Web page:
More than 14 million Texans remained without safe drinking water and 20,200 still had no power on Sunday evening, as the state continued to battle the devastating downfall from last week’s historic storm.
Houston Mayor Sylvester Turner rebuked state officials over the disaster, saying Texas’s power crisis was ‘visionary and preventable’.
“The reality is that climate change is real. It’s real, and these big storms can happen anytime, “he said on CBS’s” Face the Nation “.
“The system needs to be adapted to the weather. You need to maintain adequate reserves. And we need to open our Texas grid because right now we have a closed grid.
“Let me just say that, whatever happened last week was watchable and preventable,” Turner said.
Texas is the only state in the continental United States that has run its own stand-alone electricity grid and has not been forced to adapt to the weather because it is not subject to federal oversight.
Turner said he pushed for a bill in 2011 that would require the company that administers the state’s power grid, the Electric Reliability Council of Texas, to “ensure enough reserves to prevent blackouts Was, “but lawmakers in Austin refused to listen.
Turner said that because of being insulted by the injury, the Texans, who did not lose electricity, collided with skyrocketing electricity bills in the wake of the storm as they tried to stay warm.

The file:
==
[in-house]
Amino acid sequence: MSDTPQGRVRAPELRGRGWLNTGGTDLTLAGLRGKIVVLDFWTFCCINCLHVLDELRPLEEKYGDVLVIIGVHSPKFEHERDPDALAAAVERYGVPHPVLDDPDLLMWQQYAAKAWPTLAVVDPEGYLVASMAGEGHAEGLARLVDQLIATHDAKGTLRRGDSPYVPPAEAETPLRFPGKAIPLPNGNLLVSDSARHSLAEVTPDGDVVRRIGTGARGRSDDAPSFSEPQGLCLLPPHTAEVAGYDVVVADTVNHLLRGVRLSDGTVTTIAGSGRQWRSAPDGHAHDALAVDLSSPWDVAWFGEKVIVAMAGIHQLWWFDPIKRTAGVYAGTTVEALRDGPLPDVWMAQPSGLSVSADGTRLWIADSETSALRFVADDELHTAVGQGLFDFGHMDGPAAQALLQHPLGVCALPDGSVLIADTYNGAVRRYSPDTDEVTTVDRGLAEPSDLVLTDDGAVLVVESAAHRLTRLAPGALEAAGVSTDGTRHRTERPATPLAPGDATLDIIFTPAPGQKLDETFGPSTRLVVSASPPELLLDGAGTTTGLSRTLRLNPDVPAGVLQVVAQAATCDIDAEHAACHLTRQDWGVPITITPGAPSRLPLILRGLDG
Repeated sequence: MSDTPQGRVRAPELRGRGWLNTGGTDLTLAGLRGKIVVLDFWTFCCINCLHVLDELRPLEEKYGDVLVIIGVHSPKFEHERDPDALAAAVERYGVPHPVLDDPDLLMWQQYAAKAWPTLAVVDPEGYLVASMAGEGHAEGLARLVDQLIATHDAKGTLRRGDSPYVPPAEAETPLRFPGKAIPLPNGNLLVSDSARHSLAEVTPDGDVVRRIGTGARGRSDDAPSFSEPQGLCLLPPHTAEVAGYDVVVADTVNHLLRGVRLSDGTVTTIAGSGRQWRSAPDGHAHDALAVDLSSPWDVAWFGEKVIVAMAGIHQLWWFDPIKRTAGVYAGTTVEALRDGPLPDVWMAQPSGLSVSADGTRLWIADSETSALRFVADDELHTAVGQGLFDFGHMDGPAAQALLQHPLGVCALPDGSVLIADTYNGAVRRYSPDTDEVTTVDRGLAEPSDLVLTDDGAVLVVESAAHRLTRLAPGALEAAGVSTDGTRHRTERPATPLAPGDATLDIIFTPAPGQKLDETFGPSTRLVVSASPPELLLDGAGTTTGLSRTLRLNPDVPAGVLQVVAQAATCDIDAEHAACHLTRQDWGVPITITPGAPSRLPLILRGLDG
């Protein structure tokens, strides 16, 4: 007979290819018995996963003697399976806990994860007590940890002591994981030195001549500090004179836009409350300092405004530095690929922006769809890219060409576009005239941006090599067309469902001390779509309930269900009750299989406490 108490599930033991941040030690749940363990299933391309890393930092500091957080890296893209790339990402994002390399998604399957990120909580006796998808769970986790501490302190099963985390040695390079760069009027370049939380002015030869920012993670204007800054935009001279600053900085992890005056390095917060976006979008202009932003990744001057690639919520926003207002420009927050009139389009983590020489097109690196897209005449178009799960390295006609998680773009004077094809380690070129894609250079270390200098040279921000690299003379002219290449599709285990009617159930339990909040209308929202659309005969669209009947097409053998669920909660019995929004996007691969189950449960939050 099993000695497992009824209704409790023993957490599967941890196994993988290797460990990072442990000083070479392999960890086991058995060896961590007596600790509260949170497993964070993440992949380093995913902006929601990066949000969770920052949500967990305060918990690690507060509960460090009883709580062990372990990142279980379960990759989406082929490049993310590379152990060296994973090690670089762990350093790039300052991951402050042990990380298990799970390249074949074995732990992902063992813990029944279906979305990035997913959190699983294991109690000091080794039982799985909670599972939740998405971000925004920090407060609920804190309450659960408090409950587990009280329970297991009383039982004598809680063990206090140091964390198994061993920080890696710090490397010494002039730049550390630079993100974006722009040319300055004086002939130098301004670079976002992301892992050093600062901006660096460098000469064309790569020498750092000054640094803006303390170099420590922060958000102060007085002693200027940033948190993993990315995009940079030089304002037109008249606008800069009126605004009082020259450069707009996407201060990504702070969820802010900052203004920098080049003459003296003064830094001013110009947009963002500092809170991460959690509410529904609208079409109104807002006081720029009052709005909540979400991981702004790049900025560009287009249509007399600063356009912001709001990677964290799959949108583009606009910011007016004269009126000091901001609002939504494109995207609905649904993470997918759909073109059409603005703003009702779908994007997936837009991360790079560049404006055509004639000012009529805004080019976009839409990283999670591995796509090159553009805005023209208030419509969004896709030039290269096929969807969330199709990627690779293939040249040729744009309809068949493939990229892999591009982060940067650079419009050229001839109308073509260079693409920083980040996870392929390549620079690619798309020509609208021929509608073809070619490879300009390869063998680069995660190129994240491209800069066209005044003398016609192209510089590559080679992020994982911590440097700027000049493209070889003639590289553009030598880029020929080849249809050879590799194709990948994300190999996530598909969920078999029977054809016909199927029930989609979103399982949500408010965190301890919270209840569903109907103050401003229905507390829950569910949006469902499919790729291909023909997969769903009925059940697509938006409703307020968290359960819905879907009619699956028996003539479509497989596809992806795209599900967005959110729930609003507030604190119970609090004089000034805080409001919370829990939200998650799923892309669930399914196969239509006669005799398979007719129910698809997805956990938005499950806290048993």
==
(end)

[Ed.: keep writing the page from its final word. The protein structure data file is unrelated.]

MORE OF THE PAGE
“For these exorbitant costs – it is not consumers who must assume that costs. They are not at fault for what happened this week, ”he said.
Sen. Chuck Schumer (D-NY) also gave a slam guard to protect the Lone Star State from a blizzard.
During a Lower East Side press conference in Manhattan, Schumer said, “The bottom line is that Texas thought it could go it alone and built a system that ignored climate change.”
“It was not said which is flexible, and now Texas is paying the price,” Schumer said. “I hope they have learned a lesson.”
The storm, which swept into a large swing in the US last week, brought record-low temperatures and unprecedented snowfall, powering millions of Texas people and crippling parts of the state’s water system.
It killed more than 70 people nationwide, many in Texas.